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New more afforable adventure bike is £1,500 with a SRAM Apex build

If you're looking for a bike for adventures, then Kinesis make some smashing ones. The Kinesis AT was our gravel bike of the year last year, and the titanium Tripster ATR has been all over the awards in the past too. Now there's a third option: the G2.

"Building on the huge success of our Tripster AT and ATR models, the G2 offers a well thought out complete bike", says Kinesis. "Sitting as the third model in our Adventure category, the G2 is a bike that delivers versatility in spades coupled with the same DNA of the even more adventurous Tripster models."

kinesisuk_g2_bike_side_view.jpg

kinesisuk_g2_bike_side_view.jpg

Compared to the AT and the ATR, the G2 is a bit more road-oriented: the head tube has been shortened, as have the chainstays. That means it's a slightly more aggressive position and the bike should feel a bit more nimble on the road. That being said, there's still room for a 700x40c tyre (or a 38mm with mudguards), so you can easily fit some multi-surface rubber for bikepacking, or some cyclocross tyres for winter racing.

> 19 of the best gravel and adventure bikes of 2018

kinesisuk_g2_bike_seat_cluster.jpg

kinesisuk_g2_bike_seat_cluster.jpg

The smallest model has a semi-sloping top tube; this lowers the standover height and also means more seatpost extension. Kinesis says that this brings comfort in line with the bigger frames. Smaller riders tend to be lighter, so bikes can feel stiffer and consequently less comfortable, and the sloping top tube should help.

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kinesisuk_g2_bike_rear_flat_mount.jpg

The G2 is disc-only, with flat-mount brakes and 12mm through axles front and rear. The bike is built up with SRAM's excellent Apex 1x11 groupset, using a 40T chainring and an 11-42 cassette as the standard build. That's a good setup for adventure and touring; if you're planning to use the bike more as a road-based commuter then you could swap out the front ring for something bigger.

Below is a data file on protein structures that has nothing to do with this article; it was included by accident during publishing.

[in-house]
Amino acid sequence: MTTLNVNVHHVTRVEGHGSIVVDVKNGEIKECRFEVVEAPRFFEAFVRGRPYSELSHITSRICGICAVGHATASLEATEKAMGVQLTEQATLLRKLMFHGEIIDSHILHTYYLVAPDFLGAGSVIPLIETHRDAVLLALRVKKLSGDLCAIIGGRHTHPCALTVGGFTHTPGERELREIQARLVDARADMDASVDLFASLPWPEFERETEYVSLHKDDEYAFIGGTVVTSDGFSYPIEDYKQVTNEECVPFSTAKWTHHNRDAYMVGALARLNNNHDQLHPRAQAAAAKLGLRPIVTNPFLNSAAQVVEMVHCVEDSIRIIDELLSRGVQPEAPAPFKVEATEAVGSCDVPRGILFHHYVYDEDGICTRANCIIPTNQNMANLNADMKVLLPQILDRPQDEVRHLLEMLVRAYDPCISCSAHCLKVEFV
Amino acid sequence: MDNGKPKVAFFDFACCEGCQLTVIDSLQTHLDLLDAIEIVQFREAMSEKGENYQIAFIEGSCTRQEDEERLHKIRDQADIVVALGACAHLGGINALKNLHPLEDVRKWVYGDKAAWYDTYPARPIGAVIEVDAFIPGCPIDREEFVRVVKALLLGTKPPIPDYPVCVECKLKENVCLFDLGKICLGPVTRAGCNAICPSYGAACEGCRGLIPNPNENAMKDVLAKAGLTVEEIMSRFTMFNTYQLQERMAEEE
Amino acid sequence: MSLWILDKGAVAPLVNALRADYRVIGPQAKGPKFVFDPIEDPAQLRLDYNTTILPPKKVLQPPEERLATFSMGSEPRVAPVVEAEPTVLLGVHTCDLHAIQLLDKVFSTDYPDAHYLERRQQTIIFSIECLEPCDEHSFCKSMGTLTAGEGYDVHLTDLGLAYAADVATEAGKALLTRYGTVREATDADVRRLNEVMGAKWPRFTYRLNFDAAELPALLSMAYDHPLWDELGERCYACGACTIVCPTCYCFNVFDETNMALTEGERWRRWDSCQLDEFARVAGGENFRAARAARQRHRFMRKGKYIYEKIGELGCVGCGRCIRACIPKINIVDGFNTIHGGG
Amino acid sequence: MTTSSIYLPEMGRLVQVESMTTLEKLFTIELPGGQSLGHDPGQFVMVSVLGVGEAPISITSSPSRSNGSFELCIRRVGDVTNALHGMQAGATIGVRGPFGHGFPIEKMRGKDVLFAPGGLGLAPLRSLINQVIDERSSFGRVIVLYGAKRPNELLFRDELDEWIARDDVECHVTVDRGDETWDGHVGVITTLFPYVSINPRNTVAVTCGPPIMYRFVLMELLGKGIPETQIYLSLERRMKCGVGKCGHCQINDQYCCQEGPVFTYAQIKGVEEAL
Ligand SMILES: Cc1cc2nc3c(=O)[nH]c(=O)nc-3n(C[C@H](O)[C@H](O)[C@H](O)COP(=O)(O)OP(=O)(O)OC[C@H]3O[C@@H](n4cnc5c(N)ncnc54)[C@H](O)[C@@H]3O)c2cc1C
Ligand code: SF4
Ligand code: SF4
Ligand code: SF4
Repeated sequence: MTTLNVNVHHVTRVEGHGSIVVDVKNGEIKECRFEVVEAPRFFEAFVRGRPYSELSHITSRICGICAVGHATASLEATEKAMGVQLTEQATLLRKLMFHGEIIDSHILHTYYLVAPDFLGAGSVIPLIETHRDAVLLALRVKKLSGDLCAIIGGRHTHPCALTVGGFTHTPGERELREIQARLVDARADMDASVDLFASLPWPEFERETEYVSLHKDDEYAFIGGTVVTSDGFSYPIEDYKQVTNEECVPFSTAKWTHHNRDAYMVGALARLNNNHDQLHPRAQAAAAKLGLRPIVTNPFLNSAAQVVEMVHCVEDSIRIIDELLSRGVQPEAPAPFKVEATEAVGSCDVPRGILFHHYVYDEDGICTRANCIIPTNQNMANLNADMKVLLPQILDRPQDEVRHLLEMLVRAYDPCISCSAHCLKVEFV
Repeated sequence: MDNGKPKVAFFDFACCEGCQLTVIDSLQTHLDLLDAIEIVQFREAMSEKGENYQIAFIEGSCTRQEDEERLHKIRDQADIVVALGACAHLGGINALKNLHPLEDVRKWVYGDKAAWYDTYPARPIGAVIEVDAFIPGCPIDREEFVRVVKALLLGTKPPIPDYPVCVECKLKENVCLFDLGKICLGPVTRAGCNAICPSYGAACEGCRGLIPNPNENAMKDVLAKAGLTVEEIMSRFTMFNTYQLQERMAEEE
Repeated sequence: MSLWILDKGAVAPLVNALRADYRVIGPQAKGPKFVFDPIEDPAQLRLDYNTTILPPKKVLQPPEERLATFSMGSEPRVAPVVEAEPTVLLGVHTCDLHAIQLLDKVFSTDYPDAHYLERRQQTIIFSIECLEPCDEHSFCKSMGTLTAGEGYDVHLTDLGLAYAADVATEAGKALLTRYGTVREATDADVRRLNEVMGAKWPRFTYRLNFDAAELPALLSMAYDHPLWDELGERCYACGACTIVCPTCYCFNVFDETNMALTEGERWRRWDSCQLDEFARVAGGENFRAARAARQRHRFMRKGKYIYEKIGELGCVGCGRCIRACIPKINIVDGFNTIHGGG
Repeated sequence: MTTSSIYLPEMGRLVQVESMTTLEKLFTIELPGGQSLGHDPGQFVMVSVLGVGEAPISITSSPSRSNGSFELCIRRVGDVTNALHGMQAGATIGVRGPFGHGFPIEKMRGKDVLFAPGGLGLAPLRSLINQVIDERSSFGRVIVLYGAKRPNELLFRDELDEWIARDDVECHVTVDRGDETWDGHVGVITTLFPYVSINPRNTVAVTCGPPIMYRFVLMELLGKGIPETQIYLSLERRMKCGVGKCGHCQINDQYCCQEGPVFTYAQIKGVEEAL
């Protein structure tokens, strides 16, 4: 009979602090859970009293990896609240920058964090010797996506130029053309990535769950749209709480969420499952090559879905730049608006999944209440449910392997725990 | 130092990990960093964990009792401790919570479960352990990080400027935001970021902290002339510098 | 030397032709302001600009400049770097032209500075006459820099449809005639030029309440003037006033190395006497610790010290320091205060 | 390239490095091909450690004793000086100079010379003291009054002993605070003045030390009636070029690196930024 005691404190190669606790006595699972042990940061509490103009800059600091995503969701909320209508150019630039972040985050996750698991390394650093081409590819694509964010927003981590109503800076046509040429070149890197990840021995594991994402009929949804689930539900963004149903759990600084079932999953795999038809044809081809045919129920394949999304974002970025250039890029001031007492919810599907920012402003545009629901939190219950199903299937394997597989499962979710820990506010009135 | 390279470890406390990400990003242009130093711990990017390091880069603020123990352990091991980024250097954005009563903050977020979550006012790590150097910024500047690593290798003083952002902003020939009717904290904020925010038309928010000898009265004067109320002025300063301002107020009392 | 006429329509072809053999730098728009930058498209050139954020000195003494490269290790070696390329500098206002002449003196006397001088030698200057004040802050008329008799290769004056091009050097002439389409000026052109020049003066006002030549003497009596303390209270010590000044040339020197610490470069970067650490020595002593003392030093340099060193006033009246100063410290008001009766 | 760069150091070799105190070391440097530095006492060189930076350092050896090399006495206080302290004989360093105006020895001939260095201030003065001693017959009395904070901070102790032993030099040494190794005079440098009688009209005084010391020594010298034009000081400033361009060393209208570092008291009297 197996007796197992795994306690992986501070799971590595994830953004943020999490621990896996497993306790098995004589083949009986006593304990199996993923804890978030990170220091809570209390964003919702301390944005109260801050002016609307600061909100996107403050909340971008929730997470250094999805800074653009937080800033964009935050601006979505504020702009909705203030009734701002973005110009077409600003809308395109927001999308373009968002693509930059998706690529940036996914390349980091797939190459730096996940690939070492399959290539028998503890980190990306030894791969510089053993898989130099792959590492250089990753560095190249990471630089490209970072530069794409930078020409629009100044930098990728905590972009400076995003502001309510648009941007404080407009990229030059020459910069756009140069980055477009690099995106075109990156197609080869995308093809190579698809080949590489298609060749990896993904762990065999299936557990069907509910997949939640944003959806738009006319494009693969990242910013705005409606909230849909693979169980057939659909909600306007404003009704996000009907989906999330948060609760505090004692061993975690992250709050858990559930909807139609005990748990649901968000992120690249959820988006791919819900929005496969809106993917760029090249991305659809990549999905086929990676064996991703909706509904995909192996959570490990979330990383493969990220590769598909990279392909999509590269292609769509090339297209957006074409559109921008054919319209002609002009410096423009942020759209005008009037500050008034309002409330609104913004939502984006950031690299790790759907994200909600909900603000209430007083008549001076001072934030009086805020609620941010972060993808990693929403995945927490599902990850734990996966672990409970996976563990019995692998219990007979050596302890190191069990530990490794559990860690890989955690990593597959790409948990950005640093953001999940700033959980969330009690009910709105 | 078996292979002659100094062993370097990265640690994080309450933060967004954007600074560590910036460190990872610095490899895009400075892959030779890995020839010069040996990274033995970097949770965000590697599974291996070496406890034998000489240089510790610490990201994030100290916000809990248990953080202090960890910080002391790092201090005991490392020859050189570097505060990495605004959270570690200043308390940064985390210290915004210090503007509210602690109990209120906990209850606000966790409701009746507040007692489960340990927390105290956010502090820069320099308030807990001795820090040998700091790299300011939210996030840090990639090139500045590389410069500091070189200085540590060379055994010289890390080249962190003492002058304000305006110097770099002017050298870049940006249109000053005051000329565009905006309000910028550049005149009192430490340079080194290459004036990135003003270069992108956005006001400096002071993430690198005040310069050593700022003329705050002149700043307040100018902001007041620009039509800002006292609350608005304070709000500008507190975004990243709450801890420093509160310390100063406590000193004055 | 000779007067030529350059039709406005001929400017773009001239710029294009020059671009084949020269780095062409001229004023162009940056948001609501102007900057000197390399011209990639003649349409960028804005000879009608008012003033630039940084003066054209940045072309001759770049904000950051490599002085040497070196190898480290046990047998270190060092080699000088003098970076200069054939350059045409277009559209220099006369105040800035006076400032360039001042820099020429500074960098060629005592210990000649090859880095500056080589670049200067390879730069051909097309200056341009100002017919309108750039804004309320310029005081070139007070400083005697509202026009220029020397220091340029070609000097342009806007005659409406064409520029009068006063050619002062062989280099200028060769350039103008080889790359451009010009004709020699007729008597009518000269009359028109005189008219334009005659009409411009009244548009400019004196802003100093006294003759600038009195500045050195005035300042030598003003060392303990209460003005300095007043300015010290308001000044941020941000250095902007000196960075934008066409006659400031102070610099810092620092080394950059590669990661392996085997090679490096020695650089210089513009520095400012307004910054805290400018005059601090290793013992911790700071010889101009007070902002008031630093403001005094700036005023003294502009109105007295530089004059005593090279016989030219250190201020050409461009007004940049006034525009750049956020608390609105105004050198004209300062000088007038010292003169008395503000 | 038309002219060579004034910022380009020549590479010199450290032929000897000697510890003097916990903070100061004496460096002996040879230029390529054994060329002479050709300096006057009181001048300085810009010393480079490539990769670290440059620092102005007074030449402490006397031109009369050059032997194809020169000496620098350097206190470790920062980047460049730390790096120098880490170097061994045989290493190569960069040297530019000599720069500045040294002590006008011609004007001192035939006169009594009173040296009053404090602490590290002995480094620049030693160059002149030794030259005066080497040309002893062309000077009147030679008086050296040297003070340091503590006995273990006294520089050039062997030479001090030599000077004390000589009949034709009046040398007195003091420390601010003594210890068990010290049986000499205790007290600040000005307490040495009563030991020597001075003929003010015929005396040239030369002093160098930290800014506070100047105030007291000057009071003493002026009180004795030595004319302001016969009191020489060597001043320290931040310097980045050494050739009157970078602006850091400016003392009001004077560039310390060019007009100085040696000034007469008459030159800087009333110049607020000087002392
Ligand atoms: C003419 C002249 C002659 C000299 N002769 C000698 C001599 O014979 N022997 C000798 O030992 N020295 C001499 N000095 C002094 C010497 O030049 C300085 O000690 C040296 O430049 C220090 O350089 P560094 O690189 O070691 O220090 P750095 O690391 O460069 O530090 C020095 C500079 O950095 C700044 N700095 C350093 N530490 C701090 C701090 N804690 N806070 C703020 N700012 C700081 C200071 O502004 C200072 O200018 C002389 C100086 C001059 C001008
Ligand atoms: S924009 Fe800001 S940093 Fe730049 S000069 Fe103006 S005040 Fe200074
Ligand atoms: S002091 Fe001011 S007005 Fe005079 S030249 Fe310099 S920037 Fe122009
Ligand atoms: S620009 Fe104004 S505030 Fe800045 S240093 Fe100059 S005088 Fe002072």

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kinesisuk_g2_bike_wheel_and_tyre.jpg

The G2 comes set up as an all-purpose machine, with Schwalbe's excellent G-One allround 40mm tyres. They're fast on a wide range of surfaces.

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kinesisuk_g2_bike_mud_guard_mounts.jpg

Like the other adventure framesets, the G2 uses a standard threaded bottom bracket for easy maintenance. As you can see there's a cable stop for a front mech, should you decide at a later point that you need a double chainset up front.

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kinesisuk_g2_bike_flare_bars_with_rival.jpg

The handlebars are a flared drop; they're Kinesis own brand and they look like they're a good compromise between a road position and getting some good control when the tarmac runs out. It looks pretty similar in shape to the Ritchey VentureMax bar, which we liked. Kinesis has paired the flared bar with a shorter stem (80-100mm depending on frame size) for a more direct steering feel.

kinesisuk_g2_bike_angle_view.jpg

kinesisuk_g2_bike_angle_view.jpg

Adventure bikes are about versatility, so of course there's mounts for mudguards and a rear rack. There's no low-rider mounts, or a third bottle mount under the downtube, again signposting the fact that the G2 is a bit more road-adventure than gravel-bikepacking

kinesisuk_g2_leaving_the_road2.jpg

kinesisuk_g2_leaving_the_road2.jpg

​It looks like a very sensible addition to the range, and we'll get our hands on one as soon as we can for a review. Currently the G2 is on pre-order on the Kinesis website, with stock arriving in October.

www.kinesisbikes.co.uk

 

Dave is a founding father of road.cc and responsible for kicking the server when it breaks. In a previous life he was a graphic designer but he's also a three-time Mountain Bike Bog Snorkelling world champion, and remains unbeaten through the bog. Dave rides all sorts of bikes but tends to prefer metal ones. He's getting old is why.